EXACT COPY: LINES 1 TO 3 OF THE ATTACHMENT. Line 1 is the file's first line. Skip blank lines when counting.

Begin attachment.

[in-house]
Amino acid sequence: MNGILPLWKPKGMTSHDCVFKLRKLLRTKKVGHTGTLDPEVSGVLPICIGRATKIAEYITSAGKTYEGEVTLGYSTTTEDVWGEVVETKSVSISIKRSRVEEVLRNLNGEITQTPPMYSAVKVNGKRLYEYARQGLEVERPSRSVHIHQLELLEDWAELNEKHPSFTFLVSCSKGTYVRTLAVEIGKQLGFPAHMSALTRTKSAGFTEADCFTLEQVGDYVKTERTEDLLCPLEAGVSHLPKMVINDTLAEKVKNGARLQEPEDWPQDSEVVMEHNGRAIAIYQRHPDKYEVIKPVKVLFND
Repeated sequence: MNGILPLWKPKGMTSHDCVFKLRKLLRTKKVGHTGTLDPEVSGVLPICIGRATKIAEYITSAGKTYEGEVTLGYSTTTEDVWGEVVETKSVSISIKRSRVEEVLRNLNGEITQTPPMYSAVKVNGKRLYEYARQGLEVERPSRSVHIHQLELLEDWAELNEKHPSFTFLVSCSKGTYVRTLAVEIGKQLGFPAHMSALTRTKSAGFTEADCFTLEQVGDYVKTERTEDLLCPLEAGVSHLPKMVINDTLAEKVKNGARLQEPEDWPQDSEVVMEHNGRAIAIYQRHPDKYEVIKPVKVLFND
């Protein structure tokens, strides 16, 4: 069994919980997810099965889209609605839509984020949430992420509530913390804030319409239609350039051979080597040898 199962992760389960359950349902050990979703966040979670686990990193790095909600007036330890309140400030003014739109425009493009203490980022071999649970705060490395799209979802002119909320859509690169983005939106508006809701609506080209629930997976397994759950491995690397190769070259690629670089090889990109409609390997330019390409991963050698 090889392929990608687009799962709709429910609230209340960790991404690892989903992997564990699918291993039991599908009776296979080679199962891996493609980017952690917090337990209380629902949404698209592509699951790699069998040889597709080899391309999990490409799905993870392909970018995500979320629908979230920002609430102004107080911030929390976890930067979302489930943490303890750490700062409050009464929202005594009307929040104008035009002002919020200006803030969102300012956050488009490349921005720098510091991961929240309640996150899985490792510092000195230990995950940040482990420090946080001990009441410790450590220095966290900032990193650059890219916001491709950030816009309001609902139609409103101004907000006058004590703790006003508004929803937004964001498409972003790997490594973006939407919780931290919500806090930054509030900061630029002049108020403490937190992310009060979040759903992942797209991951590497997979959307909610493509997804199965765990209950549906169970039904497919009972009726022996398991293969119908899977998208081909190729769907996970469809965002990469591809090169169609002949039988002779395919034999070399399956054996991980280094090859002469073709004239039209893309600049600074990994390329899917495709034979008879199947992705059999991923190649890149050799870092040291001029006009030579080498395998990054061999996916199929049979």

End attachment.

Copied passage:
[in-house]
Amino acid sequence: MNGILPLWKPKGMTSHDCVFKLRKLLRTKKVGHTGTLDPEVSGVLPICIGRATKIAEYITSAGKTYEGEVTLGYSTTTEDVWGEVVETKSVSISIKRSRVEEVLRNLNGEITQTPPMYSAVKVNGKRLYEYARQGLEVERPSRSVHIHQLELLEDWAELNEKHPSFTFLVSCSKGTYVRTLAVEIGKQLGFPAHMSALTRTKSAGFTEADCFTLEQVGDYVKTERTEDLLCPLEAGVSHLPKMVINDTLAEKVKNGARLQEPEDWPQDSEVVMEHNGRAIAIYQRHPDKYEVIKPVKVLFND
Repeated sequence: MNGILPLWKPKGMTSHDCVFKLRKLLRTKKVGHTGTLDPEVSGVLPICIGRATKIAEYITSAGKTYEGEVTLGYSTTTEDVWGEVVETKSVSISIKRSRVEEVLRNLNGEITQTPPMYSAVKVNGKRLYEYARQGLEVERPSRSVHIHQLELLEDWAELNEKHPSFTFLVSCSKGTYVRTLAVEIGKQLGFPAHMSALTRTKSAGFTEADCFTLEQVGDYVKTERTEDLLCPLEAGVSHLPKMVINDTLAEKVKNGARLQEPEDWPQDSEVVMEHNGRAIAIYQRHPDKYEVIKPVKVLFND